What is Happiness?
Daniel Gilbert is the Harvard College Professor of Psychology at Harvard University. His research with Tim Wilson on "affective forecasting" investigates how and how well people can make predictions about the emotional impact of future events.
Dan has won numerous awards for his teaching and research—from the Guggenheim Fellowship to the American Psychological Association's Distinguished Scientific Award for an Early Career Contribution to Psychology. However, he says that his greatest accomplishment is that he appears just before Dizzy Gillespie on the list of Most Famous High School Dropouts.
Dan's research has been covered by The New York Times Magazine, Forbes, Money, CNN, U.S. News & World Report, The New Yorker, Scientific American, Oprah Magazine, Psychology Today, and many others.
Dan Gilbert: It’s easy to be the world’s foremost authority on affective forecasting when you make up the term yourself.
Affective forecasting, which is what I spend most of my time studying these days, is the process by which people look into their future and make predictions about what they’ll like and what they won’t like. And when you make decisions – whether they’re large ones, about to marry Jim or Charlie, to move to Anchorage or Cleveland, or small ones, like whether to have a donut or a croissant, or wear the red blouse or the green blouse – all of these decisions are predicated on some estimation that your brain is making very rapidly that one of them will feel better than the other one.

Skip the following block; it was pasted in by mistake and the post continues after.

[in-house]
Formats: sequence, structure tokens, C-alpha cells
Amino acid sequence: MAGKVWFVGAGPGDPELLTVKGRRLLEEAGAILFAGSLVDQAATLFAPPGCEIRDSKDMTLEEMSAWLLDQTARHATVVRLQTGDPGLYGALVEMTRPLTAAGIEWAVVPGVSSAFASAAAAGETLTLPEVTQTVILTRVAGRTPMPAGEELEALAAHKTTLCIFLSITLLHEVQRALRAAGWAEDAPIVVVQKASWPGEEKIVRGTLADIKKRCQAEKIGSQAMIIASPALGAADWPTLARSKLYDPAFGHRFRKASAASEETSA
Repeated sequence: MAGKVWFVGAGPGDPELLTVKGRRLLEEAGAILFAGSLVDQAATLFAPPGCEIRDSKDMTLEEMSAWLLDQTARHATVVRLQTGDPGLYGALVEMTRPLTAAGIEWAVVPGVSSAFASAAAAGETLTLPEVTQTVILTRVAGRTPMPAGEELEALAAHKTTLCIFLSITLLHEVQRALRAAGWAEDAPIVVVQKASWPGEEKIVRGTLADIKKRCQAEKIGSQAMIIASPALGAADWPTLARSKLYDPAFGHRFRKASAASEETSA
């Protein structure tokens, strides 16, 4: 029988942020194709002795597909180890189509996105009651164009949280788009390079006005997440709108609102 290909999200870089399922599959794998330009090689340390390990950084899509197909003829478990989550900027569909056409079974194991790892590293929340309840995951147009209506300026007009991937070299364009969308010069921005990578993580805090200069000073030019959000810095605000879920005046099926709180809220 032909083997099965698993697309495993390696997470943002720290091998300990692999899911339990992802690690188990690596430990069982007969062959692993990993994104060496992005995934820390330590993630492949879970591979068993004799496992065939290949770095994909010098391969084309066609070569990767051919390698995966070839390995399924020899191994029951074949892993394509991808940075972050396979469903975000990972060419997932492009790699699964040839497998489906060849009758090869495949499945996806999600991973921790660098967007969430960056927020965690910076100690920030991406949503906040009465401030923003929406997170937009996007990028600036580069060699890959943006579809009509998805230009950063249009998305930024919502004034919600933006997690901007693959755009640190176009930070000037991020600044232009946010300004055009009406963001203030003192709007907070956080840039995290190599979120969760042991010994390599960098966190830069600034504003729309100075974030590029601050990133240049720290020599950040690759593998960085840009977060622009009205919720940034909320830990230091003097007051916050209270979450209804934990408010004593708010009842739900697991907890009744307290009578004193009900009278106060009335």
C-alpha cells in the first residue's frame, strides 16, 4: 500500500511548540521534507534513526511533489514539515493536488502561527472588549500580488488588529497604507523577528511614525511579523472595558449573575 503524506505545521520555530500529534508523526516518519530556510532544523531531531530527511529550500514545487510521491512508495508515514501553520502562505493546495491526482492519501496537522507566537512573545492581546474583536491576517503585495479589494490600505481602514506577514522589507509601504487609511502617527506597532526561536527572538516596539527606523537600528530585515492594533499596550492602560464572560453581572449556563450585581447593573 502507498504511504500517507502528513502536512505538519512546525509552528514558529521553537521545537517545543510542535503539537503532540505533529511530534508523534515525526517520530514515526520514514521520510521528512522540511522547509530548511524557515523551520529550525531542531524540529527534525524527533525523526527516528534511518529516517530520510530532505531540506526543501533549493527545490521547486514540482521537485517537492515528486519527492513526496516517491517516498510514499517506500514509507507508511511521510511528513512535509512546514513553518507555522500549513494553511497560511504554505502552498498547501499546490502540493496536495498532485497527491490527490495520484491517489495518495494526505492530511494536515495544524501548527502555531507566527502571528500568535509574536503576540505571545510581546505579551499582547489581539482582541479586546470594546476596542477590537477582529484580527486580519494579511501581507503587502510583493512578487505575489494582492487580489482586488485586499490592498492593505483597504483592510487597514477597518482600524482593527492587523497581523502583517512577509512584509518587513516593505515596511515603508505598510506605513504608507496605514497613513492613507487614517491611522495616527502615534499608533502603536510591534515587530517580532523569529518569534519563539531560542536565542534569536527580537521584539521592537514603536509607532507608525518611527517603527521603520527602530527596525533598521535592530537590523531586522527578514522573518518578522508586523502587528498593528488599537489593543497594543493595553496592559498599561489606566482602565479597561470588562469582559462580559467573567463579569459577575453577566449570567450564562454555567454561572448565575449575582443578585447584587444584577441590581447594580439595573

How does your brain do that, and how well does it do that? Those are the questions that the study of affective forecasting tries to answer.
Recorded on: June 12, 2007
Gilbert discusses the nature of happiness and his work in affective forecasting, which is the process by which people look into their future and make predictions about what they'll like and what they won't like.
The Russian-built FEDOR was launched on a mission to help ISS astronauts.
Most people think human extinction would be bad. These people aren't philosophers.
- A new opinion piece in The New York Times argues that humanity is so horrible to other forms of life that our extinction wouldn't be all that bad, morally speaking.
- The author, Dr. Todd May, is a philosopher who is known for advising the writers of The Good Place.
- The idea of human extinction is a big one, with lots of disagreement on its moral value.
Picking up where we left off a year ago, a conversation about the homeostatic imperative as it plays out in everything from bacteria to pharmaceutical companies—and how the marvelous apparatus of the human mind also gets us into all kinds of trouble.
- "Prior to nervous systems: no mind, no consciousness, no intention in the full sense of the term. After nervous systems, gradually we ascend to this possibility of having to this possibility of having minds, having consciousness, and having reasoning that allows us to arrive at some of these very interesting decisions."
- "We are fragile culturally and socially…but life is fragile to begin with. All that it takes is a little bit of bad luck in the management of those supports, and you're cooked…you can actually be cooked—with global warming!"